The Mille Lacs Fishery Advisory Committee (MLFAC) heard a presentation by the Mille Lacs Band DNR and the Great Lakes Indian Fish and Wildlife Commission (GLIFWC) on Monday, August 27, at Appeldoorn’s Sunset Bay Resort.
Carl Klimah, fish biologist for Mille Lacs Band DNR, and Dr. Aaron Schultz, Climate Change Biologist for GLIFWC, present- ed an overview of the Band’s ogaa tagging and tracking study to the 13 committee members and 25 members of the public in attendance.
The study, Carl explained, is to test their theory that rising water temperatures in the lake cause walleye to concentrate into smaller pockets of cooler water, leading to greater predation of juvenile walleye by adults — a theory Carl calls “the squeeze.”
“Every fish species has an ideal temperature at which their health, and their growth, is optimized,” Carl explained. “Wall- eye really like cold water. By tagging and tracking these fish, we’ll be able to analyze their movement in relation to water temperature and depth to test our theory.”
So far Carl and Aaron, along with numerous volunteers from the Band and GLIFWC, have tagged and released 20 adult walleyes for the study.
They plan to tag an additional 50 adults and 35 juveniles this fall. Next spring, they will tag an additional 35 juveniles.
Carl said the reason for tagging half of the juveniles this fall and half in the spring is due to the shorter battery life of the juvenile walleye tags. “We need to make sure we get a complete year of data, and juvenile tags only last a little over 250 days.”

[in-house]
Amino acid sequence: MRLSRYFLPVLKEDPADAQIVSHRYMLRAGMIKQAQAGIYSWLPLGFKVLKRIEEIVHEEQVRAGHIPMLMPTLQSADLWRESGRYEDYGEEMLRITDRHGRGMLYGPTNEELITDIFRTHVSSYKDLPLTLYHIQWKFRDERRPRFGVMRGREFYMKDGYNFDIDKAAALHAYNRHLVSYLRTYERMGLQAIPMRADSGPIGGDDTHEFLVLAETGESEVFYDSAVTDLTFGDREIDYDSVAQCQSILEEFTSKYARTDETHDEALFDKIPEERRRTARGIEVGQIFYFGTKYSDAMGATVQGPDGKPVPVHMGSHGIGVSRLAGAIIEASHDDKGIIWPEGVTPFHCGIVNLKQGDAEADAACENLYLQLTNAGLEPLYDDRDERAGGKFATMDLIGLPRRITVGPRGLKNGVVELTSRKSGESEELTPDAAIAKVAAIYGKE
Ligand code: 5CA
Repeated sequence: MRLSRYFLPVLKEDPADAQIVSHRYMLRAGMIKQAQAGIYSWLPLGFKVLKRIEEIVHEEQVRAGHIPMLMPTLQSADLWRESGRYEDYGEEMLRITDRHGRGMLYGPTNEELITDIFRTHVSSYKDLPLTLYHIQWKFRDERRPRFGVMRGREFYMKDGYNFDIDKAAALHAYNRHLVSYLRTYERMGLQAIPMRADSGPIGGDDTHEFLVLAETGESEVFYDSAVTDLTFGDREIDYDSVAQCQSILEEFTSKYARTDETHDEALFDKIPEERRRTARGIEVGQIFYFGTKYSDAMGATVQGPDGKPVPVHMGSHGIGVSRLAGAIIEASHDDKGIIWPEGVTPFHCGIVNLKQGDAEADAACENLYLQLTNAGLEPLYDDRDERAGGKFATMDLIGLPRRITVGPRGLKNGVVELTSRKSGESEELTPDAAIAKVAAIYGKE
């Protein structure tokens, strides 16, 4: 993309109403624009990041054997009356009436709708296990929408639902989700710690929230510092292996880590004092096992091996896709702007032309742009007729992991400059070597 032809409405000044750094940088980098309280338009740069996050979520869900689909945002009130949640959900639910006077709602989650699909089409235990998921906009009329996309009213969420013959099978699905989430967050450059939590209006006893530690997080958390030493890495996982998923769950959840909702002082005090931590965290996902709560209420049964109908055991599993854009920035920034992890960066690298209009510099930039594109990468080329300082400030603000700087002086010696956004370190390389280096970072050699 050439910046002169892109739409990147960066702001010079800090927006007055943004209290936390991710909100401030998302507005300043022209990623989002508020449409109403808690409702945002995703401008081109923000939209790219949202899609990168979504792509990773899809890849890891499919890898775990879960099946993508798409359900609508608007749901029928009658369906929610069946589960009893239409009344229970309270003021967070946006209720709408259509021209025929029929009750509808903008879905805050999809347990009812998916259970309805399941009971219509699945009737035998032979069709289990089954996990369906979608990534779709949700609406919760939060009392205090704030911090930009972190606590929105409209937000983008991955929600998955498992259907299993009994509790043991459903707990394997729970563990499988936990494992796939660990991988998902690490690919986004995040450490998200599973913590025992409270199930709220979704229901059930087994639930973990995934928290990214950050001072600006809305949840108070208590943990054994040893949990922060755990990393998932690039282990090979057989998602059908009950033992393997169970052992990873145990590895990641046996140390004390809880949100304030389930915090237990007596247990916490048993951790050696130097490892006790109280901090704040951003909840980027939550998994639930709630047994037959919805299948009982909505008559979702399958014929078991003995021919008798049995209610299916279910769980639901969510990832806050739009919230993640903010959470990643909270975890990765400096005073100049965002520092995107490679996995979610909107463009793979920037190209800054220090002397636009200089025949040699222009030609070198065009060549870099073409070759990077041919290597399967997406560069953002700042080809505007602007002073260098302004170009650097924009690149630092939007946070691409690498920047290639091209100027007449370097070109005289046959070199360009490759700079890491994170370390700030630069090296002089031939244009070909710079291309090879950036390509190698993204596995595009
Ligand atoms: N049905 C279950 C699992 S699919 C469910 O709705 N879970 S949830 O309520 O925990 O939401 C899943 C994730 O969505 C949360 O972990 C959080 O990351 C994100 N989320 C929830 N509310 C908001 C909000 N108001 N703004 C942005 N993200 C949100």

Steve Besser, MLFAC committee member, asked if 70 fish was enough to get real data on a lake the size of Mille Lacs.
“The sample size is really robust compared to telemetry studies undertaken on larger lakes like the Great Lakes,” Aaron responded. “With the fish we plan to tag, we’ll be able to clearly map the home range of adult and juvenile walleye in Mille Lacs Lake.”
In addition to the presentation on the telemetry study, the MLFAC members discussed coming up with a management plan for the state’s harvest of walleye — a task that Minnesota DNR Area Manager Tom Heinrich described as a “long- term process.”
“In Lake of the Woods, where there was very little controversy, it took all winter to create a plan,” he said. “We’ll take our time with this.”
MLFAC chairperson Dean Hanson asked if there was a correlation between how much biomass is tied up in larger fish, and how that might affect recruitment of young walleye. Heinrichs pointed to a Lake Ontario study that showed that walleyes, which can live up to 20 years, can take up a disproportional amount of “ecological space” and can affect the abundance of younger year classes.
Paul Koering, MLFAC member and Crow Wing County Commissioner, said Red Lake experienced a collapse in the fishery but came back due to catch-and-release measures. He asked if catch-and-release could “fix” Mille Lacs, too.
Tom Heinrich replied, “In Red Lake you had a lake that was overharvested and collapsed as a result. In Mille Lacs you have a lake with ecological conditions that have changed and is no longer able to sustain the walleye population you had in the 1980s and 1990s. That’s just not coming back, so catch-and-release as a strategy to repair the lake isn’t a fea- sible expectation.”